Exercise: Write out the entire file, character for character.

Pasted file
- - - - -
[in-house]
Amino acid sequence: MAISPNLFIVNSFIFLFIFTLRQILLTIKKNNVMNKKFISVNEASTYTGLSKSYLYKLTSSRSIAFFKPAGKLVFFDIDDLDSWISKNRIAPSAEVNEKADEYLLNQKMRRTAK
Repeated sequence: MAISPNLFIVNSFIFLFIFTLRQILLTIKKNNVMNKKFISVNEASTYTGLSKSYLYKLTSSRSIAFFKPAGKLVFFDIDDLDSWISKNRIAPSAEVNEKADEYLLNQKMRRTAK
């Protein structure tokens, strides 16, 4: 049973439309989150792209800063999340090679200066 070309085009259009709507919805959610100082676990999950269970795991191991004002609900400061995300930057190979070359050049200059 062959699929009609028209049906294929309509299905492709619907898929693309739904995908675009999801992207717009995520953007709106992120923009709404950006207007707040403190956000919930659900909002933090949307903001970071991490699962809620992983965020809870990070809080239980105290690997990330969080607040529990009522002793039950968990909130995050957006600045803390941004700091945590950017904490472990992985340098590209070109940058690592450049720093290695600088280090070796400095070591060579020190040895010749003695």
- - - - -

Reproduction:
[in-house]
Amino acid sequence: MAISPNLFIVNSFIFLFIFTLRQILLTIKKNNVMNKKFISVNEASTYTGLSKSYLYKLTSSRSIAFFKPAGKLVFFDIDDLDSWISKNRIAPSAEVNEKADEYLLNQKMRRTAK
Repeated sequence: MAISPNLFIVNSFIFLFIFTLRQILLTIKKNNVMNKKFISVNEASTYTGLSKSYLYKLTSSRSIAFFKPAGKLVFFDIDDLDSWISKNRIAPSAEVNEKADEYLLNQKMRRTAK
């Protein structure tokens, strides 16, 4: 049973439309989150792209800063999340090679200066 070309085009259009709507919805959610100082676990999950269970795991191991004002609900400061995300930057190979070359050049200059 062959699929009609028209049906294929309509299905492709619907898929693309739904995908675009999801992207717009995520953007709106992120923009709404950006207007707040403190956000919930659900909002933090949307903001970071991490699962809620992983965020809870990070809080239980105290690997990330969080607040529990009522002793039950968990909130995050957006600045803390941004700091945590950017904490472990992985340098590209070109940058690592450049720093290695600088280090070796400095070591060579020190040895010749003695």